The Problem with Occupy Wall Street - and What It Can Learn from Wall Street

Liberals and conservatives alike are looking over their shoulder and laughing at the "Occupy" movement. It's not because of what their demands are, but rather because of their demands are everything and nothing at the same time. Fundamentally, their core frustration is not a political one, but an emotional one. They're sick of feeling ignored by the wealthy and they want to be heard.

And heard they are - on every last demand. Even the crazy ones.

Let's take a look at some of their most popular demands, according to the votes on

Allow Everyone to Vote (136 votes)

Who is this for? Ex-cons? Immigrants? Children and teenagers?

Corporate Accountability (495 votes)

Corporations are already overflowing with paperwork. It's one of the things that makes it really hard for "regular people" to start a business. Maybe more accountability would be good, but they need to say what exactly this means.

End privatization of the commons (natural resources, education, healthcare, etc.) (139 votes)

The US already has both private and public education. And private education is, without doubt, far superior to public education. Would they like to terminate private education? Why? And if that's not what they're talking about, what does this mean?

Tax the rich and big business (285 votes)

Obviously the US already does. The rich and big businesses pay a much greater percentage of their income than the poor do. Would they like to raise the tax rate? To what? For whom? Or end some of the tax loop holes? Which ones?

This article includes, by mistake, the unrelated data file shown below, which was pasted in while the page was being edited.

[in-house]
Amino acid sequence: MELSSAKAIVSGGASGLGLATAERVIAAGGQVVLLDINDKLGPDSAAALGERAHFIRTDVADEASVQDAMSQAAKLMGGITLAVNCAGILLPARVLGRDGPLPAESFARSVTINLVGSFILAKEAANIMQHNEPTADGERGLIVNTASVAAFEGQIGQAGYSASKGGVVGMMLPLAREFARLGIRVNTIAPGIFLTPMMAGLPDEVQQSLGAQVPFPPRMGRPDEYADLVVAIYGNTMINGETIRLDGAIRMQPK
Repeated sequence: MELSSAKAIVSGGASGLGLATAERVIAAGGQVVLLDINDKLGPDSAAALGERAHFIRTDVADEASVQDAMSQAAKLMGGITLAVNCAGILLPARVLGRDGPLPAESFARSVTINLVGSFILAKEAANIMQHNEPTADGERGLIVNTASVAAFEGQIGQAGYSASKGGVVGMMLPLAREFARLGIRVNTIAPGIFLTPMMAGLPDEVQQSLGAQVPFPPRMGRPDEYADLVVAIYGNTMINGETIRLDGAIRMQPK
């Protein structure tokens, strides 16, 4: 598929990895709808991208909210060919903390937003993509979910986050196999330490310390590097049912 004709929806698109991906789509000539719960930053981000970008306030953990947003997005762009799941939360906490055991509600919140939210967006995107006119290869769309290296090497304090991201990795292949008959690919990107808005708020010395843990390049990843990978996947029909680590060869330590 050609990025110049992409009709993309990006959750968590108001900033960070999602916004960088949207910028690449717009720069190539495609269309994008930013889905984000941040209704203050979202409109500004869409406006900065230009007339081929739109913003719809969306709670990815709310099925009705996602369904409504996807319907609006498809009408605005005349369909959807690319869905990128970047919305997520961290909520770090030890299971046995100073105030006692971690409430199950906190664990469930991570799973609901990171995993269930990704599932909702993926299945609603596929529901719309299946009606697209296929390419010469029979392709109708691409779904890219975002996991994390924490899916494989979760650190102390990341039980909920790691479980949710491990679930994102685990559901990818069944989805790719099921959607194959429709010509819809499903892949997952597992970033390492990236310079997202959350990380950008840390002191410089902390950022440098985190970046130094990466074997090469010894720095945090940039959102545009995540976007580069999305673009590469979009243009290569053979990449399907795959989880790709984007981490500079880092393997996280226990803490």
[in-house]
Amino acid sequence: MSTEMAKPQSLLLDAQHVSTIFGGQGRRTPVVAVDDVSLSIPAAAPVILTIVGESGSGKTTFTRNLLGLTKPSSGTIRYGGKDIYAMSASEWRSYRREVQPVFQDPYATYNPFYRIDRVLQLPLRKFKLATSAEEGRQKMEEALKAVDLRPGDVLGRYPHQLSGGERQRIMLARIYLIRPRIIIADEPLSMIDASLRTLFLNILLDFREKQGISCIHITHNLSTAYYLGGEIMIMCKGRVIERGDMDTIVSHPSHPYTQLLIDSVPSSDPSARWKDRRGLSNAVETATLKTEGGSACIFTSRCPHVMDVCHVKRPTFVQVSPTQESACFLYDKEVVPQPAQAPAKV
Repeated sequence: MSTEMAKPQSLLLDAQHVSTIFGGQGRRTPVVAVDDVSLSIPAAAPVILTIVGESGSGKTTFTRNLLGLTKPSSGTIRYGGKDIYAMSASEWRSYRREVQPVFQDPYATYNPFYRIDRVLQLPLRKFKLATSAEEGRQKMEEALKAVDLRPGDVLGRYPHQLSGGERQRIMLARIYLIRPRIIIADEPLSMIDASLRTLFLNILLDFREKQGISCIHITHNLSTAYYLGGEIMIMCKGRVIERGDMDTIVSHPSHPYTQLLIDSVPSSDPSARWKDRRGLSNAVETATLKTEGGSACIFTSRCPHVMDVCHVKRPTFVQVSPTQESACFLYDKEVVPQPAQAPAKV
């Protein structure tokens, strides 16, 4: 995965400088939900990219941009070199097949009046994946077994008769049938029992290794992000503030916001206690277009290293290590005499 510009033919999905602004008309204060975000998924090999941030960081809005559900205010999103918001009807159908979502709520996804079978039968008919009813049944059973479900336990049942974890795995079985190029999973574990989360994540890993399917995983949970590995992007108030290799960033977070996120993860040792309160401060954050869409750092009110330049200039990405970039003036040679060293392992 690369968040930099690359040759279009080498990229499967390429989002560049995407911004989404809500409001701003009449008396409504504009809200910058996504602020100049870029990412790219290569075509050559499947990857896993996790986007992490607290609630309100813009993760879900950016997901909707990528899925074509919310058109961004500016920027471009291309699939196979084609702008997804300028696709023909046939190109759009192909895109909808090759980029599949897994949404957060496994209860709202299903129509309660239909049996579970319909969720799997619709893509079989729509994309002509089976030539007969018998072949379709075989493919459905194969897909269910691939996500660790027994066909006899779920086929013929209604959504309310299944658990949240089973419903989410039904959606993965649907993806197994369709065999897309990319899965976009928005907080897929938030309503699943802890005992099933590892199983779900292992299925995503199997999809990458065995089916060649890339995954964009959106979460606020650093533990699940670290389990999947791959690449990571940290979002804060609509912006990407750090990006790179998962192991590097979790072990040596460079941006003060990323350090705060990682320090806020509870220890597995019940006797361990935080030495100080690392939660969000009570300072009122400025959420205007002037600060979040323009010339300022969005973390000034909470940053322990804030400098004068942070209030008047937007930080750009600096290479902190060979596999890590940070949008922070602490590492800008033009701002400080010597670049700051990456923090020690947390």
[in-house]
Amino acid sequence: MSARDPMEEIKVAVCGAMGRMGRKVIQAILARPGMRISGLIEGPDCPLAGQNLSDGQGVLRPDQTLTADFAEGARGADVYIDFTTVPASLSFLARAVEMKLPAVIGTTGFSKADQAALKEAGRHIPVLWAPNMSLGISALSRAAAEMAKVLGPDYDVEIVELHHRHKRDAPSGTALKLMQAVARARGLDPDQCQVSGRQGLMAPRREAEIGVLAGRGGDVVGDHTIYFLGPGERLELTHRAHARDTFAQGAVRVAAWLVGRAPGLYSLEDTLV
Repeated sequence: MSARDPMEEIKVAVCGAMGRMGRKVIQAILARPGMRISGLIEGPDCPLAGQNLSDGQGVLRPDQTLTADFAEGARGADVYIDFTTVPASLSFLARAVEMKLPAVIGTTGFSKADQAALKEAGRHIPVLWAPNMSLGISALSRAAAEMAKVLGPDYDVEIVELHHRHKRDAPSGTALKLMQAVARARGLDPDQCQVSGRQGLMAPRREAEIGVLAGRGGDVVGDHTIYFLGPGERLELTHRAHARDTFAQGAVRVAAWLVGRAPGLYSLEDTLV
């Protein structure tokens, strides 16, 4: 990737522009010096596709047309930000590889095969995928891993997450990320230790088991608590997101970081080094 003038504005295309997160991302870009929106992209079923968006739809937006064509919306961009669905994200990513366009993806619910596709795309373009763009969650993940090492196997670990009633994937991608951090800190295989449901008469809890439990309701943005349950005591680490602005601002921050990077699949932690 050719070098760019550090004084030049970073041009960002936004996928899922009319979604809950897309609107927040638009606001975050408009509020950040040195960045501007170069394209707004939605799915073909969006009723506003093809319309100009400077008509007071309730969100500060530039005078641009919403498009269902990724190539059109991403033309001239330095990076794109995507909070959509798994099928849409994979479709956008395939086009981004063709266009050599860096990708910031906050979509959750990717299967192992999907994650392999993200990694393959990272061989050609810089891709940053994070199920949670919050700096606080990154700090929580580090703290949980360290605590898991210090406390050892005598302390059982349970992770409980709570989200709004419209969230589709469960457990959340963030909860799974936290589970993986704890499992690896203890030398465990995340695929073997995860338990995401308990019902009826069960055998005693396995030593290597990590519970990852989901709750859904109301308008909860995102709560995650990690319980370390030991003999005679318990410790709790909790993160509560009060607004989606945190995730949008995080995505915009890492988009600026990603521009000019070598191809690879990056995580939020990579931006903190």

I'm sure there are answers to these questions. But is there a consensus on these answers? And who will deliver the answers, when there is no central voice?

So what will happen to Occupy?

#1 They'll get a voice, but they won't get anywhere.

Everyone has gripes about the country, so they'll get plenty of members. They may even have politicians pander to them - their sheer numbers will do that. But how can anyone meet their demands, when there's no indication of what's important or how they would like Washington to "end the greed"?

#2 The crazies will come - and will belong.

As long as Occupy lacks a focused voice and set of demands, every demand can be "one of theirs." There's no one to disavow the really crazy demands, and there's no methodology by which to disavow them.

And if you give the media the choice of talking about the boring ol' reasonable demands and the crazy ones, guess what they'll pick?

#3 They'll be the left's Tea Party.

Sure, they'll say they aren't affiliated with a particular political persuasion. Tea Partiers say they aren't affiliated with the Republicans. But when the vast majority of their members are part of a particular political party, people won't distinguish.

Occupy will fuel Republicans' worst fears about Democrats (even the Occupy logo looks communist!) and will hurt the democrats. And let's face it - the vast majority of folks in the Occupy movement would much rather see a Democrat in power than a Republican.

It boils down to this: Occupy needs to learn what every business leader already knows. To effect change, you need to have a central voice and focused, reasonable vision. Without that, you're just a bunch of kids throwing a temper tantrum.